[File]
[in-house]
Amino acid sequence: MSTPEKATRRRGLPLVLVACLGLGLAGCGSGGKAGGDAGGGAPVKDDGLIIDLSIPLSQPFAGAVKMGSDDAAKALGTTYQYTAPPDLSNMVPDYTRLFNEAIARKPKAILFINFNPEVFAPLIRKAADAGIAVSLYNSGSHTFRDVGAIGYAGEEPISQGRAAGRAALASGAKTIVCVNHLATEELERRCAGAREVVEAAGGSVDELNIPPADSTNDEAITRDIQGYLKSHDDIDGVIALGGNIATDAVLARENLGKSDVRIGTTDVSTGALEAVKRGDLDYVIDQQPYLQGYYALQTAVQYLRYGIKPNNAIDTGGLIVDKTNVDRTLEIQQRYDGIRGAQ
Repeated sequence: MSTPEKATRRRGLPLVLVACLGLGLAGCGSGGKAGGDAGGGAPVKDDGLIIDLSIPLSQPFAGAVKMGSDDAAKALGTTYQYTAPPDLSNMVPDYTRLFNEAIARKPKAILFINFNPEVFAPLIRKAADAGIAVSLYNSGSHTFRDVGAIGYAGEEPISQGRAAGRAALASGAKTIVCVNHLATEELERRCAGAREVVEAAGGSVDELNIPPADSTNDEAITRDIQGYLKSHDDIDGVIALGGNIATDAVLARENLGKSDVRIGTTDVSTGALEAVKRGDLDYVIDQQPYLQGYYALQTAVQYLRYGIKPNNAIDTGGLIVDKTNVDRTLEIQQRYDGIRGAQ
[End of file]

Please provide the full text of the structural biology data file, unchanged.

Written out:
[in-house]
Amino acid sequence: MSTPEKATRRRGLPLVLVACLGLGLAGCGSGGKAGGDAGGGAPVKDDGLIIDLSIPLSQPFAGAVKMGSDDAAKALGTTYQYTAPPDLSNMVPDYTRLFNEAIARKPKAILFINFNPEVFAPLIRKAADAGIAVSLYNSGSHTFRDVGAIGYAGEEPISQGRAAGRAALASGAKTIVCVNHLATEELERRCAGAREVVEAAGGSVDELNIPPADSTNDEAITRDIQGYLKSHDDIDGVIALGGNIATDAVLARENLGKSDVRIGTTDVSTGALEAVKRGDLDYVIDQQPYLQGYYALQTAVQYLRYGIKPNNAIDTGGLIVDKTNVDRTLEIQQRYDGIRGAQ
Repeated sequence: MSTPEKATRRRGLPLVLVACLGLGLAGCGSGGKAGGDAGGGAPVKDDGLIIDLSIPLSQPFAGAVKMGSDDAAKALGTTYQYTAPPDLSNMVPDYTRLFNEAIARKPKAILFINFNPEVFAPLIRKAADAGIAVSLYNSGSHTFRDVGAIGYAGEEPISQGRAAGRAALASGAKTIVCVNHLATEELERRCAGAREVVEAAGGSVDELNIPPADSTNDEAITRDIQGYLKSHDDIDGVIALGGNIATDAVLARENLGKSDVRIGTTDVSTGALEAVKRGDLDYVIDQQPYLQGYYALQTAVQYLRYGIKPNNAIDTGGLIVDKTNVDRTLEIQQRYDGIRGAQ